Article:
“‘Good morning!’ said Bilbo, and he meant it. The sun was shining, and the grass was very green. But Gandalf looked at him from under long bushy eyebrows that stuck out further than the brim of his shady hat. ‘What do you mean?’ he said. ‘Do you wish me a good morning, or mean that it is a good morning whether I want it or not; or that you feel good this morning; or that it is a morning to be good on?’ ‘All of them at once,’ said Bilbo.” (p.4)
This is an excerpt from one of my personal favorite books, The Hobbit, by JRR Tolkien. This book is a true classic and could be talked about for the entire length of time it takes Bilbo to make it to the Lonely Mountain and back. The point of this passage is to illustrate the beginnings of the relationship between Bilbo and Gandalf and to display their various thought processes and such. I think it holds true to our conversations as well. Bilbo eventually gets huffy and uses “Good morning!” as a dismissal. We can use these sorts of greetings in all sorts of ways.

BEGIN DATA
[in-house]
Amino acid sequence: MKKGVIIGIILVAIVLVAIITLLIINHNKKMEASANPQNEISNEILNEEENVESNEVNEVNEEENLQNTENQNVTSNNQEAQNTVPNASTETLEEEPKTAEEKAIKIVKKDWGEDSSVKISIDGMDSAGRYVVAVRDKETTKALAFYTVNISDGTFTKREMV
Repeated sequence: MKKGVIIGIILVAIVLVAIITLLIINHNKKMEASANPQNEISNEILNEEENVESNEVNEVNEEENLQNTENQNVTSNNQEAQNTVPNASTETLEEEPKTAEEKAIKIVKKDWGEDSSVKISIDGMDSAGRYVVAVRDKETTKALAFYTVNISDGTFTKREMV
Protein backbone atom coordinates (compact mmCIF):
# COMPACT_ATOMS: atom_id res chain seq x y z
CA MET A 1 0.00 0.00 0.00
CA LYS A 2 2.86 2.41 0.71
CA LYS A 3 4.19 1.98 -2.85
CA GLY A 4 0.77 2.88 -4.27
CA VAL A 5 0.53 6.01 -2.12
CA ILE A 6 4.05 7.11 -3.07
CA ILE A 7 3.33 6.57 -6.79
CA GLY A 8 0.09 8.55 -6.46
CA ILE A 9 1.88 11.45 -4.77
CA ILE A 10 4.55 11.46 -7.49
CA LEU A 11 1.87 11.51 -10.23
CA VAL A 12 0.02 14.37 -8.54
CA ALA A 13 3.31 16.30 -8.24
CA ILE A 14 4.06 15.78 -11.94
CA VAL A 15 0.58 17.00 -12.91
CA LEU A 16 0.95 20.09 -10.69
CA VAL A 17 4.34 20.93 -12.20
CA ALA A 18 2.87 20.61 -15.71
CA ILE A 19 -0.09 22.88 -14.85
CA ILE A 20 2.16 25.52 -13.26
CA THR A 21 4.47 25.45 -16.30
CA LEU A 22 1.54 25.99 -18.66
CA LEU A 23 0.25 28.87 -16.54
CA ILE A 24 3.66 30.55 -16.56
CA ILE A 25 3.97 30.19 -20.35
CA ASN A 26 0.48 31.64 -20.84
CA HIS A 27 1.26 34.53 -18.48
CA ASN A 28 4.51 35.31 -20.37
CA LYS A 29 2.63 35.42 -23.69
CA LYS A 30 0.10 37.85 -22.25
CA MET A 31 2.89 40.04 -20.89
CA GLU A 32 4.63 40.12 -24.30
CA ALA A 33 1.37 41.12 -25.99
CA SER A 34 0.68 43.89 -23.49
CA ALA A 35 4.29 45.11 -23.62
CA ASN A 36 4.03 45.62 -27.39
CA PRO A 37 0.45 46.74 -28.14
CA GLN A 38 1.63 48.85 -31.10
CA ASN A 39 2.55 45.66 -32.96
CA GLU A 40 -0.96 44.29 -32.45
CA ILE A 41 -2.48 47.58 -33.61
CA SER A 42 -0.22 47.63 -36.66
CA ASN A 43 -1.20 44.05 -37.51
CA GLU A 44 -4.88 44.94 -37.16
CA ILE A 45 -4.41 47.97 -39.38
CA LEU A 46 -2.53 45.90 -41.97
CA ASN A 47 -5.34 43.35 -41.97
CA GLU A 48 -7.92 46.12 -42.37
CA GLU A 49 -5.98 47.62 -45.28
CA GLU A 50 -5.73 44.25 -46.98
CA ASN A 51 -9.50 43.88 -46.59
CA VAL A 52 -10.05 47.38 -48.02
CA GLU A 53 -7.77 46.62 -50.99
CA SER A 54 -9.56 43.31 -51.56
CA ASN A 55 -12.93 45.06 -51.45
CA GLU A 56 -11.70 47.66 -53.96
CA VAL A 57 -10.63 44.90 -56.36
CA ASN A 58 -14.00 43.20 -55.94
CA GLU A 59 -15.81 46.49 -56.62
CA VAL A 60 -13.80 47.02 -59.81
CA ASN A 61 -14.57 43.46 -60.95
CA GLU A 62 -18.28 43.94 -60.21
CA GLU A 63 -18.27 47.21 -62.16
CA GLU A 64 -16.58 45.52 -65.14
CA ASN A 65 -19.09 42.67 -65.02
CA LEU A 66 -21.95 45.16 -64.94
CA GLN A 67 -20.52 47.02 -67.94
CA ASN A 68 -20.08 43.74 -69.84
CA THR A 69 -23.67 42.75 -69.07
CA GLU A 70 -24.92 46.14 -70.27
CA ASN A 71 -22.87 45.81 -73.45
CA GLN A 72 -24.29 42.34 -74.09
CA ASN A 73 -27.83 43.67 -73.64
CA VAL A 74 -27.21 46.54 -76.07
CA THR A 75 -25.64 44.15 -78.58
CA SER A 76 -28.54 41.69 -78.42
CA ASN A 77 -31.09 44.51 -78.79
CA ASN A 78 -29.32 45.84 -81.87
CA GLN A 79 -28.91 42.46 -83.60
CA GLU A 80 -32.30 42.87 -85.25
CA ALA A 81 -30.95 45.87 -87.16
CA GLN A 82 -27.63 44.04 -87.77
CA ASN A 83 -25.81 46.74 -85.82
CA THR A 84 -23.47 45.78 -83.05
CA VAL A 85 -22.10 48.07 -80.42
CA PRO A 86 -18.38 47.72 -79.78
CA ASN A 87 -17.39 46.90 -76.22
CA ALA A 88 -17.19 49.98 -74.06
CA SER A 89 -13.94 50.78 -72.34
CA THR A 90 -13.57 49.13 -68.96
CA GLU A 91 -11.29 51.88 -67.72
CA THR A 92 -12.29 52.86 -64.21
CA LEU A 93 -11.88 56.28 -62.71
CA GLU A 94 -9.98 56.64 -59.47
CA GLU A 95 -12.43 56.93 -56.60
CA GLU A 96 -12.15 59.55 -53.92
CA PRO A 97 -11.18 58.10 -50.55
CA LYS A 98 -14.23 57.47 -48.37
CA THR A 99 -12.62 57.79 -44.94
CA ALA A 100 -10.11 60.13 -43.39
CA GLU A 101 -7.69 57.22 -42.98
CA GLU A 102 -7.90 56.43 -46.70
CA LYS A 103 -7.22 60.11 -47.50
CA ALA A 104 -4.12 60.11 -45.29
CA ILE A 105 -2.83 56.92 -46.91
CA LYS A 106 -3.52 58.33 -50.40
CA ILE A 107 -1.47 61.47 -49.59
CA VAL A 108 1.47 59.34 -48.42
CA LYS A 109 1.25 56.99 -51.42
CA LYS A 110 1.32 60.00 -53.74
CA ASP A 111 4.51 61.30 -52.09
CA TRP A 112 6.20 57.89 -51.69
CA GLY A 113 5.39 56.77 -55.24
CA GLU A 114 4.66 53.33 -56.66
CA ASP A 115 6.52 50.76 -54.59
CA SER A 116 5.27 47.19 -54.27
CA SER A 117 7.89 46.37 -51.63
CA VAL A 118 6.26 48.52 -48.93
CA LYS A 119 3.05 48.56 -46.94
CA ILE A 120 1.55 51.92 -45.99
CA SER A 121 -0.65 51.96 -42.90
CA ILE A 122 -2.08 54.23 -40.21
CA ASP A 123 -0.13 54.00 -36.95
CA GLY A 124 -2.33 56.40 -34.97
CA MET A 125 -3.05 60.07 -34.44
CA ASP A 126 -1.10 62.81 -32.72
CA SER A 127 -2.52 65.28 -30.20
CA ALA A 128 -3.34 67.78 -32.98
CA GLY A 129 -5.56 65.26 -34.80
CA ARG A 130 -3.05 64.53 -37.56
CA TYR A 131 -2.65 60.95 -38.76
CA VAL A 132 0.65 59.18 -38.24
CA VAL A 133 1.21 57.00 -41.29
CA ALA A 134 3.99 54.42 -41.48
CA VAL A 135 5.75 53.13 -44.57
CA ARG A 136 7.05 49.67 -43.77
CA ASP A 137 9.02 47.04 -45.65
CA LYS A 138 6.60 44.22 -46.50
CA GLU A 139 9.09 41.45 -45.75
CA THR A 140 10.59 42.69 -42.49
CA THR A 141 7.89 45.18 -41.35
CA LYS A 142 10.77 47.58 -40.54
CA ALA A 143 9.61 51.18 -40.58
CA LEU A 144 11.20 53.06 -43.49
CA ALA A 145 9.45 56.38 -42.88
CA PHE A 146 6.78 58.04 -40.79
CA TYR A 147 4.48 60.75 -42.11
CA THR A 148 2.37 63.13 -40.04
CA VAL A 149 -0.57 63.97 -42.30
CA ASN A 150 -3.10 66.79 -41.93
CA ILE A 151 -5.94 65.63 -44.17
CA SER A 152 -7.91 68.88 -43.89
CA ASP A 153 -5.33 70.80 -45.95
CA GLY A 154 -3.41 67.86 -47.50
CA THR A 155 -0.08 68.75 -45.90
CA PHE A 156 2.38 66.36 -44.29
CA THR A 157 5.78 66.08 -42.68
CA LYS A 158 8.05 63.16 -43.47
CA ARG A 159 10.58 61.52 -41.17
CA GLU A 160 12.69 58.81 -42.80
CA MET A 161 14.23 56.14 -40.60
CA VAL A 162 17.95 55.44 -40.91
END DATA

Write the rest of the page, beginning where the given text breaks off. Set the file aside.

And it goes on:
Greetings themselves, however, hold a lot of power in and of themselves. We use them as a way to acknowledge others and their impacts on us. One who has no impact on our lives certainly doesn’t earn an acknowledgement. One doesn’t cite literally every person they’ve ever met during an award ceremony, as an extreme example. When we greet someone, we acknowledge that they have contributed to our days. Just recently, I’ve had interactions in which that phrase becomes a whole conversation starter and I get to hear about people’s days. It’s truly a wonderful thing, and had I not been curious, I wouldn’t have asked. I think it’s a sign of love and respect in these cases, but even those we don’t know and we wave to on the street or give a polite greeting to as we pass by them holding a door, we give this greeting. It’s a quintessential part of being a person. We interact with people on a daily or near daily basis and if we can’t greet them, it all falls apart. I strongly recommend taking this and the previous two TPSW posts into consideration when you next talk to someone and see for yourself how you feel about it.
Tolkien, J. R. R. (1966). The Hobbit (Vol. 1). George Allen and Unwin, Ltd.